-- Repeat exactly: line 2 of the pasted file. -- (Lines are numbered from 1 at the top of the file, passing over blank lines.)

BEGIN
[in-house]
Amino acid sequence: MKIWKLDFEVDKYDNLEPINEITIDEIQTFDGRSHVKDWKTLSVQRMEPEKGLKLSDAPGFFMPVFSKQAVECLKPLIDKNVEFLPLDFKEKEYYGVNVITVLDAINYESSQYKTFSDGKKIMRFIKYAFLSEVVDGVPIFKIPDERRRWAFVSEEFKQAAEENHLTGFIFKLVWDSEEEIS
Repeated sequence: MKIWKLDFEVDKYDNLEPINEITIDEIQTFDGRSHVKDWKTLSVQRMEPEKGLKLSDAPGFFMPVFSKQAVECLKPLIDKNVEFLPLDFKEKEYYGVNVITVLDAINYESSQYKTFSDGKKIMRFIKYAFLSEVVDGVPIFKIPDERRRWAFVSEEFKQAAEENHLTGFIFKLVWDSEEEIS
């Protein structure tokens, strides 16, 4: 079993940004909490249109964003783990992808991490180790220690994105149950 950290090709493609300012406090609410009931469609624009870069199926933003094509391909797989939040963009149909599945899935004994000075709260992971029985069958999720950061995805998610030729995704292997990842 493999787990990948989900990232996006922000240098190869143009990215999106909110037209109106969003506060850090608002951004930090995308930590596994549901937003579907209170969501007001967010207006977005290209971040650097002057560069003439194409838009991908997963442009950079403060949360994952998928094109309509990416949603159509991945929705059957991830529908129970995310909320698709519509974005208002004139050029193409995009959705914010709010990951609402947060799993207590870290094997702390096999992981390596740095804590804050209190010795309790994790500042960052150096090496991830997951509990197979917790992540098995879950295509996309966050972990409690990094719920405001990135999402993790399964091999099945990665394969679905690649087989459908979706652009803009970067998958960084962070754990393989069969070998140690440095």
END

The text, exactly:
Amino acid sequence: MKIWKLDFEVDKYDNLEPINEITIDEIQTFDGRSHVKDWKTLSVQRMEPEKGLKLSDAPGFFMPVFSKQAVECLKPLIDKNVEFLPLDFKEKEYYGVNVITVLDAINYESSQYKTFSDGKKIMRFIKYAFLSEVVDGVPIFKIPDERRRWAFVSEEFKQAAEENHLTGFIFKLVWDSEEEIS